Herbie, the Volkswagen Beetle with a mind of its own, is racing in the Monte Carlo Rally. Unbeknownst to Herbie's driver, thieves have hidden a cache of stolen diamonds in Herbie's gas tank, and are now trying to get them back.
Jim Douglas and his partner Bo ran a small driving school with a very "human" Volkswagen Beetle named Herbie, who could think for "himself" and frequently got Jim into some sticky comic ... See full summary »
On the Carolina coast, Godolphin College's new track coach lodges at Blackbeard's Inn, run by the Daughters of the Buccaneers who claim to be descendants of the notorious pirate and who risk losing their hotel to the local mobster.
Alonzo Hawk is a mean-spirited property developer who has bought several blocks of land in the downtown district in order to build a gigantic shopping mall. There is one problem however; an elderly widow named Steinmetz won't sell the one remaining lot that Hawk needs to proceed with his scheme. So he resorts to all manner of chicanery, legal or otherwise, to get it. Fortunately, the widow Steinmetz has an ace up her sleeve in the form of Herbie, the miraculous Volkswagen.Written by
Herbie Rides Again (1974)'s theatrical date of release, Thursday, June 6th, 1974 was also the 30th anniversary of World War II event, D-Day, & date on Tuesday, June 6th, 1944. II is 2, in Roman Numerals. 10,957 days (1,565 weeks & 2 days) differ between Tuesday, June 6th, 1944 & Thursday, June 6th, 1974. See more »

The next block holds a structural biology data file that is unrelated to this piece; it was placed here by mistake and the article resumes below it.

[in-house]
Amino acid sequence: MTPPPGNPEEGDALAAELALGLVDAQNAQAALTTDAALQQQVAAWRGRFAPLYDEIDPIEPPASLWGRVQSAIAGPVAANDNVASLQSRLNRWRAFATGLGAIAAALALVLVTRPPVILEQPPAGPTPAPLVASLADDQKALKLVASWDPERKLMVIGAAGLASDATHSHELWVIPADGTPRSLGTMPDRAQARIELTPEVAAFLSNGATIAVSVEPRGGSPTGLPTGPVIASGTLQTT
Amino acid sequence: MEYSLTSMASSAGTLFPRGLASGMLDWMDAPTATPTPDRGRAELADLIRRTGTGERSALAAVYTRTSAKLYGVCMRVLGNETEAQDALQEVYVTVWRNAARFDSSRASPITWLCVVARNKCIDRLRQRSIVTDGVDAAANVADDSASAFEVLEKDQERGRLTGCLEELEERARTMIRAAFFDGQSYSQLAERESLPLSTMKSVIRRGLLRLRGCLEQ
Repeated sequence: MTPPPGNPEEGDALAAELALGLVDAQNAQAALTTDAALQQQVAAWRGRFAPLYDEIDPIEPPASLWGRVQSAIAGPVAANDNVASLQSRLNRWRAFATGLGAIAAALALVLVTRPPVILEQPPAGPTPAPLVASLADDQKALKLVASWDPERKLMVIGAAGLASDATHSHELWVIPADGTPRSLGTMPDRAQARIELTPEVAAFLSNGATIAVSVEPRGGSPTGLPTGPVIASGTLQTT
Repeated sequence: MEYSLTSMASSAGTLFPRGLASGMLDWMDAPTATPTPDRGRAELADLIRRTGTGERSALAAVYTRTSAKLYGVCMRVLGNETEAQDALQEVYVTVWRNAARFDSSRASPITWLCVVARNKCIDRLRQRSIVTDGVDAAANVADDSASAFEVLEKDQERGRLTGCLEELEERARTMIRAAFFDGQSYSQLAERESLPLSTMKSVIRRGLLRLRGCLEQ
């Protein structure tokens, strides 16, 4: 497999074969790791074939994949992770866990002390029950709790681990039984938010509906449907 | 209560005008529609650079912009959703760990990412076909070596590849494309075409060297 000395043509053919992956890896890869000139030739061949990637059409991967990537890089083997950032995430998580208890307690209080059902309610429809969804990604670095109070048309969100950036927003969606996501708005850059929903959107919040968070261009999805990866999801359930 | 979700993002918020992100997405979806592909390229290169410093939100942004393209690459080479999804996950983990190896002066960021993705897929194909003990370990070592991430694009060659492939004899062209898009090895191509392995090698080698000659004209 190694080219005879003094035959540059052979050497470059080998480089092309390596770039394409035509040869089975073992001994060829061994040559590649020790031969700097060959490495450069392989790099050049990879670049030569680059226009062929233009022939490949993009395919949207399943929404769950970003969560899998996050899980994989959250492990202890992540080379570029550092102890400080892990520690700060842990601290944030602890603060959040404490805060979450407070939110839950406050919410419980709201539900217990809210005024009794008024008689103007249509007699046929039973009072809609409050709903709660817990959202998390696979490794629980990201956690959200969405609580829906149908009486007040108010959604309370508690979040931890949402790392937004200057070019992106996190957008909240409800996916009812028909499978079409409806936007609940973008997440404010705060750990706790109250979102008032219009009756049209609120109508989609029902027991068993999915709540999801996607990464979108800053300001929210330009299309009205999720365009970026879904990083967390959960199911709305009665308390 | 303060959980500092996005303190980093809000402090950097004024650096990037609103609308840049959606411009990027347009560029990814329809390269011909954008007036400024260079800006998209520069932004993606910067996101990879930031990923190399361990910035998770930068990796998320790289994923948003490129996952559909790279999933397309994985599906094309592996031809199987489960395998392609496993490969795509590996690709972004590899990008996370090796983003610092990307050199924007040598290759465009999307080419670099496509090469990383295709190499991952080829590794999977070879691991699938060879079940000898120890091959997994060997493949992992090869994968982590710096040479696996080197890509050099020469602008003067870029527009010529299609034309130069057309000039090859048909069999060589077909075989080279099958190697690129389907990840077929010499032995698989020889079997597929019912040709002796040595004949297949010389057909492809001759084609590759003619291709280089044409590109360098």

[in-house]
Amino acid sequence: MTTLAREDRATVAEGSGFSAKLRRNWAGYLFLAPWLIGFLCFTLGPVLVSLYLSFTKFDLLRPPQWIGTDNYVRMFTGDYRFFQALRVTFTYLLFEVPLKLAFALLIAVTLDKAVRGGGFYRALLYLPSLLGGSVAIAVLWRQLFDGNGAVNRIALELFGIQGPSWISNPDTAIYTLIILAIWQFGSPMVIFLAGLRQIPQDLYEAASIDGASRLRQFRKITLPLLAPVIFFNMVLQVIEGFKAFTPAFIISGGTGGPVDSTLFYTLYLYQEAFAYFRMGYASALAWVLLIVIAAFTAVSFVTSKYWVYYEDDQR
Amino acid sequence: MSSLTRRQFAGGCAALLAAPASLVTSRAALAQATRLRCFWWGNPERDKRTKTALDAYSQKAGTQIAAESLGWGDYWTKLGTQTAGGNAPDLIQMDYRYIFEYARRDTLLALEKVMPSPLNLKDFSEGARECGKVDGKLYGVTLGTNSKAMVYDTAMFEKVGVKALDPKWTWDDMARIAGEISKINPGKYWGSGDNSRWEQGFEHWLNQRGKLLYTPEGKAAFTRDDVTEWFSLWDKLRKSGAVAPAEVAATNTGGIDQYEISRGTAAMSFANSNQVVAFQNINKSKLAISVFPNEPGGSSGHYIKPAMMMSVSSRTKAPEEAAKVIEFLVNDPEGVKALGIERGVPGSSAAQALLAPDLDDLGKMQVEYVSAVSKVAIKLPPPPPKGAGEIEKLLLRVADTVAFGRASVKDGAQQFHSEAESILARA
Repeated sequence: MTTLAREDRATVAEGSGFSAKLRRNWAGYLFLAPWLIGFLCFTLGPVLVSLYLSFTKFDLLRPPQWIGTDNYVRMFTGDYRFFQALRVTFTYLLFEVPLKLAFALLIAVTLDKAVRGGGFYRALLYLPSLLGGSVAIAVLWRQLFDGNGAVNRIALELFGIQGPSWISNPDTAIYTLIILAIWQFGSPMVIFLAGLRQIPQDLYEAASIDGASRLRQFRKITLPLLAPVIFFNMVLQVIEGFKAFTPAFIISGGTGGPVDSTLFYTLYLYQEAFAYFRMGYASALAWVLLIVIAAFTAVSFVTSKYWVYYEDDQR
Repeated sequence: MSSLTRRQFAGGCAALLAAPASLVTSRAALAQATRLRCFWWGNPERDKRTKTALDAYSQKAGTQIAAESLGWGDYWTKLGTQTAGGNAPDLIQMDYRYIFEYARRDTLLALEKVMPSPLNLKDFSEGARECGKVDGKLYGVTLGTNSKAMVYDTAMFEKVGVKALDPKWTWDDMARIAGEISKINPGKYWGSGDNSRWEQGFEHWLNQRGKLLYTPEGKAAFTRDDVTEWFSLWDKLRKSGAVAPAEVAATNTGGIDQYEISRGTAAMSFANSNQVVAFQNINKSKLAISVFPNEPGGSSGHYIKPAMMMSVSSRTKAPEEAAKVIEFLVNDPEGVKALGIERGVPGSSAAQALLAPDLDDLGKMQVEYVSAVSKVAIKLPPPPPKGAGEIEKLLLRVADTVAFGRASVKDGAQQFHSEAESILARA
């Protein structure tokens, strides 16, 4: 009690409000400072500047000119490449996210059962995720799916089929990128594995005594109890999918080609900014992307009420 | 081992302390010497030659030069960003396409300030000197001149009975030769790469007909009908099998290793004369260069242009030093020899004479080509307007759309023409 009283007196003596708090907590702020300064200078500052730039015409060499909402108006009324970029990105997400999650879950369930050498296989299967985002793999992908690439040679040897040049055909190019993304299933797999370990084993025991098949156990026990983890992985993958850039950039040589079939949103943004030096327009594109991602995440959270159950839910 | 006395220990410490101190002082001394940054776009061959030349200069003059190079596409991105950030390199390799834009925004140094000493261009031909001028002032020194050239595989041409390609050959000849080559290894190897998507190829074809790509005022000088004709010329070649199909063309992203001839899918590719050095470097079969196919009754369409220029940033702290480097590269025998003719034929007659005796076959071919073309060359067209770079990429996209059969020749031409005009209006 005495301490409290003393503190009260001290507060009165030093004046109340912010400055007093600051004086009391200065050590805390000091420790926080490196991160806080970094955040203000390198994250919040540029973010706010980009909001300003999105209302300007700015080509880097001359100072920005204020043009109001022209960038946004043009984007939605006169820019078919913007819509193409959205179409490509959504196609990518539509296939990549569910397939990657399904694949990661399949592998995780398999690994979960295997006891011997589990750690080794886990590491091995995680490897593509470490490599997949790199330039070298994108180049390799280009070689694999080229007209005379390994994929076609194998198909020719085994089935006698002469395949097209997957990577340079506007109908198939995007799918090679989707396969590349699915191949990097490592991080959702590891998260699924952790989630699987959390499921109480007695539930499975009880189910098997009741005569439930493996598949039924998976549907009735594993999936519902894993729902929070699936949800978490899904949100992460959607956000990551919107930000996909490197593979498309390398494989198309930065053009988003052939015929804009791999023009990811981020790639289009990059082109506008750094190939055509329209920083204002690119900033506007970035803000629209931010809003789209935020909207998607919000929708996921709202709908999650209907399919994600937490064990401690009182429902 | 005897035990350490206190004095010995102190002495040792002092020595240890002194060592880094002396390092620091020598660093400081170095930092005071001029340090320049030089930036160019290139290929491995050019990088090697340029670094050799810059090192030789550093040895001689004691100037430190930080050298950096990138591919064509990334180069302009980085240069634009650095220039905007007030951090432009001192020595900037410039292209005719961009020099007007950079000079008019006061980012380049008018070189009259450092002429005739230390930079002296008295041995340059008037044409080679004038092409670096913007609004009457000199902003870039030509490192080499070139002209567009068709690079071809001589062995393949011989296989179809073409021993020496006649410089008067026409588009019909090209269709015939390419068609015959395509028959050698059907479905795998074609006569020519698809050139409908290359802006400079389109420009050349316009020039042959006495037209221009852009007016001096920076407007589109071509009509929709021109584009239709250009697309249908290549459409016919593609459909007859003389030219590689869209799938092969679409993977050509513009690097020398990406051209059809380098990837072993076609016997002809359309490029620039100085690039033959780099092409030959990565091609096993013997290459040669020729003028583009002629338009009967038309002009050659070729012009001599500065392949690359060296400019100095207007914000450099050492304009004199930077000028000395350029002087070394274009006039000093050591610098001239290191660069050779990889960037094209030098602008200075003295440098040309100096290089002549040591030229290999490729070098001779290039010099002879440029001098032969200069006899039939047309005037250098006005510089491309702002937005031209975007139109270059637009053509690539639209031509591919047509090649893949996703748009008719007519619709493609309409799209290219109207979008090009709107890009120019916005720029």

When Herbie is challenging the driver of the 1957 Mercury hardtop to a game of chicken (with Willoughby held prisoner inside Herbie), the driver of the Mercury swerves away at the last second. When we next see the driver of the Mercury, he is in what appears to be a Chrysler product vehicle, judging by the uniquely shaped front vent window which was a feature on Chrysler Corporation products between 1957 and 1964. See more »
"The Love Bug" runs this entry a very close second, but the energy of "Herbie Rides Again" makes it perfect for kids. There are many great scenes and sequences that appeal to the younger set, and the normally 'bo-ring' opening credits are spiced up with stock footage of buildings being demolished. That immediately made me pay attention when I was a little whipper-snapper!
Disney should have stopped this series at this point. The next film, "Herbie Goes to Monte Carlo," was pedestrian, and only saving grace was that it, A) features Don Knotts, and B) is 1,000 times better than "Herbie Goes Bananas," the only good thing about which is the whacky title.
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